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Severe Weather Heading Towards Central U.S.

Severe Weather Heading Towards Central U.S.

CENTRAL U.S. - It’s been the wettest winter on record for the U.S., and things aren’t about to dry up anytime soon in the Plains and Midwest. This week, severe weather is expected in those regions, including thunderstorms, heavy rain, and possible flooding.

According to the Weather Channel, the storm system developed from mild air and moisture from the Gulf of Mexico, then traveled north as a strong area of low pressure moved through the central states. Having already traveled through the West, the system will continue to drop snow as it travels across the Plains, possibly resulting in a blizzard. Moderate to heavy rainfall and thunderstorms are expected to hit as well, which could lead to flooding due to saturated and frozen ground, as well as a rapid snowmelt.

The potential for severe thunderstorms is expected to increase across the southern Plains on Tuesday, traveling from eastern New Mexico into southwestern Oklahoma and western and central Texas. The thunderstorms originating in New Mexico are forecast to organize into a squall line by evening, eventually tracking eastward into the southern Plains well into the night, reports the Weather Channel. According to the weather monitoring site, a major threat will be damaging winds and the possibility of tornadoes and isolated large hail.

Depending on how unstable the atmosphere becomes, severe storms may hit on Wednesday afternoon or evening ahead of a cold front from eastern Texas to the lower- and mid-Mississippi Valley. Even if storms don’t develop, there is still the fear of damaging wind gusts, and even isolated tornadoes.

Come Thursday, the risk of strong to severe thunderstorms may spread east, stretching from the central Gulf Coast to the lower Ohio Valley. Currently, weak instability is anticipated, which will limit the severity of the storm, but isolated severe thunderstorms may still develop in the afternoon and evenings. As with other regions, damaging wind is the main threat, but isolated tornadoes are possible as well.

With heavy rain comes floods, and the risk is high in these regions. Flash flooding and river flooding in parts of the Plains and Midwest are expected this week, with the heaviest rainfall anticipated on Tuesday night through Thursday. The National Weather Service has issued flood watches from Minnesota and western Wisconsin into Iowa, southeastern South Dakota, southern and eastern Nebraska, and western and central Kansas, according to the Weather Channel.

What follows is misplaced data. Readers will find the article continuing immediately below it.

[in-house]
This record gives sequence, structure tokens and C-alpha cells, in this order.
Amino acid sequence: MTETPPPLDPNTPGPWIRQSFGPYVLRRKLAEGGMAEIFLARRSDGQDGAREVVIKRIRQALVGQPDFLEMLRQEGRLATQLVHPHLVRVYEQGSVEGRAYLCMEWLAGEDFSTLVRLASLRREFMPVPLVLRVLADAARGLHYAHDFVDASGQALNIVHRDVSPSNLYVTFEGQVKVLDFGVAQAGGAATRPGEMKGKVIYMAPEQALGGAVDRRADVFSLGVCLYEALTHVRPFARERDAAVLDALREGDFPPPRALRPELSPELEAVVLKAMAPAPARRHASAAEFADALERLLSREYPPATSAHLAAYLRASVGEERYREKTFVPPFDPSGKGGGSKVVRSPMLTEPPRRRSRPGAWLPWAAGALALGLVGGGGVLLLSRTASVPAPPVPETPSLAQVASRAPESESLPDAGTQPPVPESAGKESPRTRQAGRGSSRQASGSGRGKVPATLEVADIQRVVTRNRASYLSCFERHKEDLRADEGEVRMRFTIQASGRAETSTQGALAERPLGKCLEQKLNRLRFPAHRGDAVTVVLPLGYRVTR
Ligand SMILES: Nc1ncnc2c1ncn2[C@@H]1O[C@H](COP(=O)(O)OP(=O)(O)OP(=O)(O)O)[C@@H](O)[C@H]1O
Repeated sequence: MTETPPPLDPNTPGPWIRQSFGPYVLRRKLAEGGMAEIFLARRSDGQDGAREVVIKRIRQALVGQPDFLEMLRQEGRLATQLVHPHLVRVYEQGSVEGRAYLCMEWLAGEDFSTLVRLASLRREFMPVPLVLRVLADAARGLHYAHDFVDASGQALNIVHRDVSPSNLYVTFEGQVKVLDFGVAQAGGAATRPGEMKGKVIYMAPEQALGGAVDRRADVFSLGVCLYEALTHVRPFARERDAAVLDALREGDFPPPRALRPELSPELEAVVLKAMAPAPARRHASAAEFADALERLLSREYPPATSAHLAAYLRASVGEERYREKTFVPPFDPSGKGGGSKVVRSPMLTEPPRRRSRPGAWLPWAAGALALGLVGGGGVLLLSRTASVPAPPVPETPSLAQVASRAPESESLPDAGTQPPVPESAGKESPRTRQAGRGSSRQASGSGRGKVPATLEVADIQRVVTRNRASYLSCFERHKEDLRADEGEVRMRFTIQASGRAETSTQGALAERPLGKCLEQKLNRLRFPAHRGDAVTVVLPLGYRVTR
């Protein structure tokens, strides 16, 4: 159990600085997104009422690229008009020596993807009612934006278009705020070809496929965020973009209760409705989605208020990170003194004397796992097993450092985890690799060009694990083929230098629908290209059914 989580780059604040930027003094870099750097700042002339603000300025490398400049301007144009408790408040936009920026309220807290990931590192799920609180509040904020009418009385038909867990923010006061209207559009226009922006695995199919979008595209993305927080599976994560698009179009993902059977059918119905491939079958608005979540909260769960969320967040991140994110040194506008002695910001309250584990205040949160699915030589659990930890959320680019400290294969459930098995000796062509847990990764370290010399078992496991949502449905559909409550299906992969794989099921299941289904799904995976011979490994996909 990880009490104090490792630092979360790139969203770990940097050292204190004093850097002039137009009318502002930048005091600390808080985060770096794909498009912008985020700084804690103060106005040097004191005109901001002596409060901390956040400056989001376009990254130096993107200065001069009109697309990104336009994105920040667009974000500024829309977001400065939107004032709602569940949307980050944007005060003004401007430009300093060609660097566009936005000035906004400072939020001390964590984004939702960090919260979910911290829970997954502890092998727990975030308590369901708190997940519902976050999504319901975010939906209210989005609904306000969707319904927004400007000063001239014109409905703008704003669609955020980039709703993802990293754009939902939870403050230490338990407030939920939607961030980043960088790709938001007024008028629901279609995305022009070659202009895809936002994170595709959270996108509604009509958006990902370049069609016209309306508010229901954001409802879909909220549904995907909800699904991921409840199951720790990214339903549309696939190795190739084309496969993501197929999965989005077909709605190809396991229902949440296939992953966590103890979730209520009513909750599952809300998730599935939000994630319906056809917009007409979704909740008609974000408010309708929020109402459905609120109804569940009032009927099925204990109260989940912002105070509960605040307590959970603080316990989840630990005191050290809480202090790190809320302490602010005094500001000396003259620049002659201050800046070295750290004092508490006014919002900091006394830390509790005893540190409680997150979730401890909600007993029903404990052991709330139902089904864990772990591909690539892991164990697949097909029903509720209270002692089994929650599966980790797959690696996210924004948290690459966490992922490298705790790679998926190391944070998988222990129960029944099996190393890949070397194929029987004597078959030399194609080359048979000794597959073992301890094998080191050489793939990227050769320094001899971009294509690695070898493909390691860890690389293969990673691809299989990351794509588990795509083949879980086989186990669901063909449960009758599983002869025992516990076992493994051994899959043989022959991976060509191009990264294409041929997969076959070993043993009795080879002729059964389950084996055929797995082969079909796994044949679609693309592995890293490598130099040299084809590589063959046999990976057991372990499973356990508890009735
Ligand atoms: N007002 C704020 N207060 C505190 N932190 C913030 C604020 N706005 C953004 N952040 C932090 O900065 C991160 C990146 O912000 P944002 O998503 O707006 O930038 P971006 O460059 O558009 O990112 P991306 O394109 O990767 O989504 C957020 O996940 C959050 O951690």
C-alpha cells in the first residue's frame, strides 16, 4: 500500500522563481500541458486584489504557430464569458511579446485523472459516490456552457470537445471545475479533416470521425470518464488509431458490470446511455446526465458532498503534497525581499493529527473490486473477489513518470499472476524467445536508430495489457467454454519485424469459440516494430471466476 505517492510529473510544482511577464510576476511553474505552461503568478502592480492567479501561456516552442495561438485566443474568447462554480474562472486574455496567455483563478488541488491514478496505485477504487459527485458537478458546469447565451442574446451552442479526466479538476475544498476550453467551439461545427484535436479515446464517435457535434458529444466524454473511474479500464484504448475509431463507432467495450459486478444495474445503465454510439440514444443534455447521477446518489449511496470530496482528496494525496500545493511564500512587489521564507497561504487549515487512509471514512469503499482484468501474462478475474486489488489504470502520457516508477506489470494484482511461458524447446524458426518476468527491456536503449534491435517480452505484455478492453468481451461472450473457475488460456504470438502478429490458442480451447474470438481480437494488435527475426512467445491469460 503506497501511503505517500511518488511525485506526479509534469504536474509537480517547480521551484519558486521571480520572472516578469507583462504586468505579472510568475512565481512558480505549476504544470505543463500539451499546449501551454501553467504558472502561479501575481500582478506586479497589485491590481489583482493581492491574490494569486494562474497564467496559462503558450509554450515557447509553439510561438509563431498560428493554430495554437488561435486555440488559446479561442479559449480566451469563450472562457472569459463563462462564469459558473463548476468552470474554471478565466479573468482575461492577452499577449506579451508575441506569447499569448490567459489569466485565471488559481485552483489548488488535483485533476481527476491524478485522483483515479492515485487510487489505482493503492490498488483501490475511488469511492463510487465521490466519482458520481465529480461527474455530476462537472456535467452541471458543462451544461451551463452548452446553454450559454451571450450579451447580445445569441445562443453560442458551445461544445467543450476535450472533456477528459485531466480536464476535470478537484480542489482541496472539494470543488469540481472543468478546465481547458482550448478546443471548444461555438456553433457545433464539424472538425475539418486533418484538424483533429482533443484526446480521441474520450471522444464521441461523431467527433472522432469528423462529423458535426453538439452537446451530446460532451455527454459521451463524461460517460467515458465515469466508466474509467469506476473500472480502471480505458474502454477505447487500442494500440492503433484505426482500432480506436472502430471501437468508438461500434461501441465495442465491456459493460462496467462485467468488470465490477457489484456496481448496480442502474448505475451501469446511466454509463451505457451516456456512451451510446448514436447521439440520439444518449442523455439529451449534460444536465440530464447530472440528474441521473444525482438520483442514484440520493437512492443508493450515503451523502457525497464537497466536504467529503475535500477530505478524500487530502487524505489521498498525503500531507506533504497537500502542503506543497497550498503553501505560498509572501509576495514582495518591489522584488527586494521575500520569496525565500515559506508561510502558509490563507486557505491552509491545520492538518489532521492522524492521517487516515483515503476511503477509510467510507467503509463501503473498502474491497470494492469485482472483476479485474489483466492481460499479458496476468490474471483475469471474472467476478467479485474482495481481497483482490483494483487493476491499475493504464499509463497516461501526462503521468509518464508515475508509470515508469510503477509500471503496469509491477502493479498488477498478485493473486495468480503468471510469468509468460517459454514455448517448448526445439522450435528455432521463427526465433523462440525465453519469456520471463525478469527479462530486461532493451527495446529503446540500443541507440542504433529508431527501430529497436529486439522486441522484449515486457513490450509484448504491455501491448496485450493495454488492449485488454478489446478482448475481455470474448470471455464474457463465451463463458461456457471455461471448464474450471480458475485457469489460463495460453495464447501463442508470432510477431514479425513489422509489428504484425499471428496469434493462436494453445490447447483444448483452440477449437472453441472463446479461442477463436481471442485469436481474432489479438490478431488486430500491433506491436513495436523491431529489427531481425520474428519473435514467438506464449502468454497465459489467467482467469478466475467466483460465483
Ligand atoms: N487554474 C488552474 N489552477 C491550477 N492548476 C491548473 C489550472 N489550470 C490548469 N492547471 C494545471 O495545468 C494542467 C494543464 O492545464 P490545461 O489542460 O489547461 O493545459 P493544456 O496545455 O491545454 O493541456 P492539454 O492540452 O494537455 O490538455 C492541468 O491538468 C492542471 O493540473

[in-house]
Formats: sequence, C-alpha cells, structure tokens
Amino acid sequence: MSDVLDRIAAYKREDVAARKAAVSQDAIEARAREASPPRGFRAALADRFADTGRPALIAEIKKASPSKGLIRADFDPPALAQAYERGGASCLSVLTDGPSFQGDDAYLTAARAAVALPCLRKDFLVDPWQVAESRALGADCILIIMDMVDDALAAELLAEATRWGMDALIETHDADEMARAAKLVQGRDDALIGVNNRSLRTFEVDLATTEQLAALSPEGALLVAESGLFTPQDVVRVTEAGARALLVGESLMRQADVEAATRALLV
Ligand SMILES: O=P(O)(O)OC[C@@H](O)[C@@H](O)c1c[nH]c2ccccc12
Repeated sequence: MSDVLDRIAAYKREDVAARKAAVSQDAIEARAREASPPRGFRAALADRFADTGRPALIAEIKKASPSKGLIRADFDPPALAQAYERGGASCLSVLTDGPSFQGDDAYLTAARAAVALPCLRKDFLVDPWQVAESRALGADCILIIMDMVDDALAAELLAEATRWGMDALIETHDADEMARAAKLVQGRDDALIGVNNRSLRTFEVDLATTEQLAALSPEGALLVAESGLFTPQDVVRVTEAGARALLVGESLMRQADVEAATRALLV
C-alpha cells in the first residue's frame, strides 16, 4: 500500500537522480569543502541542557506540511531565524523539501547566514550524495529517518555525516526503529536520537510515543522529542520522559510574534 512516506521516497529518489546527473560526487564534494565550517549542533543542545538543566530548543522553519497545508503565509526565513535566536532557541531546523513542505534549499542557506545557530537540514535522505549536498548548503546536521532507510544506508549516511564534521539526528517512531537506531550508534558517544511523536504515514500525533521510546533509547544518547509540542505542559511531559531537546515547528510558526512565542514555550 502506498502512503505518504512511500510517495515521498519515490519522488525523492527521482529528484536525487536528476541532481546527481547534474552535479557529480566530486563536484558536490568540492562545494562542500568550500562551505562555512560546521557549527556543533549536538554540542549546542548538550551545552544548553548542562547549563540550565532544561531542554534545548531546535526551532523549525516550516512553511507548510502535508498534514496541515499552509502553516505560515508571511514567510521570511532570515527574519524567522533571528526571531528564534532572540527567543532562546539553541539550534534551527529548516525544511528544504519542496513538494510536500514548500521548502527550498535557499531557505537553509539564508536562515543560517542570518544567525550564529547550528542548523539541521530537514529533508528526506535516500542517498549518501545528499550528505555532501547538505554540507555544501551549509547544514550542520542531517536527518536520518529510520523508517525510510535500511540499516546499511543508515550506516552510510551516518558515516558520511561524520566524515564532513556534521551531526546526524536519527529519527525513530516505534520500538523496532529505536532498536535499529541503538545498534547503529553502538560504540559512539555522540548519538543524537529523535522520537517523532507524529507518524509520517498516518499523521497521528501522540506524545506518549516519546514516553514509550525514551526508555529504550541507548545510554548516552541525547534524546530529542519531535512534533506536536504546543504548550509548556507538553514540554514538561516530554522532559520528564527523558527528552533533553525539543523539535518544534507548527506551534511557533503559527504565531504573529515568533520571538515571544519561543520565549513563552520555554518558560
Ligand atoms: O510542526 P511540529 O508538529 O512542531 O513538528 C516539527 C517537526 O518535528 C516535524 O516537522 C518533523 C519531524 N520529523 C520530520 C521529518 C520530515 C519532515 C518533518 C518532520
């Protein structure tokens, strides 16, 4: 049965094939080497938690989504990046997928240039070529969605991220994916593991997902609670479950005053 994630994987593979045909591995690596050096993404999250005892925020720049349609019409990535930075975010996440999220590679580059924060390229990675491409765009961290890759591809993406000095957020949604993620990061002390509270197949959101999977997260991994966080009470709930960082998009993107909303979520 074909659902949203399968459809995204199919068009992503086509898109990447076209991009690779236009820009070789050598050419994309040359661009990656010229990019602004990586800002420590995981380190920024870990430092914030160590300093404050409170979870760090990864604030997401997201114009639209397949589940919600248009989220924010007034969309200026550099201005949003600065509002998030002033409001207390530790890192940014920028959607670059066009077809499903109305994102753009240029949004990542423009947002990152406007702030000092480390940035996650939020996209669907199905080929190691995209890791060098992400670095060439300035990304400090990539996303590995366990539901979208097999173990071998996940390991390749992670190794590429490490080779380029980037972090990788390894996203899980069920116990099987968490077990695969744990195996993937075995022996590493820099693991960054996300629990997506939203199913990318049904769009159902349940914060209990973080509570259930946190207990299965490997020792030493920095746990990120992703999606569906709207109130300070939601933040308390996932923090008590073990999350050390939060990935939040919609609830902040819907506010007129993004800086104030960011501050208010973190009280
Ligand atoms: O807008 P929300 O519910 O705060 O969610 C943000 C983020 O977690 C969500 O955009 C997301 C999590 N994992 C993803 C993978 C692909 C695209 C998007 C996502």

The central and southern Plains, Mississippi Valley, and mid-South are expected to receive one to three inches of rain through Friday. With the ground already saturated, and lingering snowpack melting as temperatures rise, significant runoff is expected. Residents of the affected areas are encouraged to clear snow and ice from storm drains before the rain starts to reduce the risk of flooding.

National Maximum Wind Gust Forecast (source: National Weather Service)

As milder temperatures break up the ice on frozen rivers, ice jams, which clog river bends and get caught in obstructions like bridges, become more likely. Ice jams are particularly troubling because water rises can occur and flood upstream locations, and when an ice jam breaks up, flooding can occur in downstream locations.

The upper Midwest and Plains can expect to see a rise in rivers, creeks, and streams, possibly leading to river flooding in some areas. Record or near-record river water levels could occur in several major rivers, including the Missouri River at Brownville, Nebraska; the Wood River near Gibbon, Nebraska; and the West Nishnabotna River near Hancock, Iowa. Flooding in these rivers have the potential to threaten inhabited areas.

Flooding will be a major issue for the Midwest as it moves further into spring, due to a near-record snowpack in parts of the region.

What will be the fallout from this week of severe weather, and how will the storm affect the produce grown in these areas? Keep reading AndNowUKnow for more updates.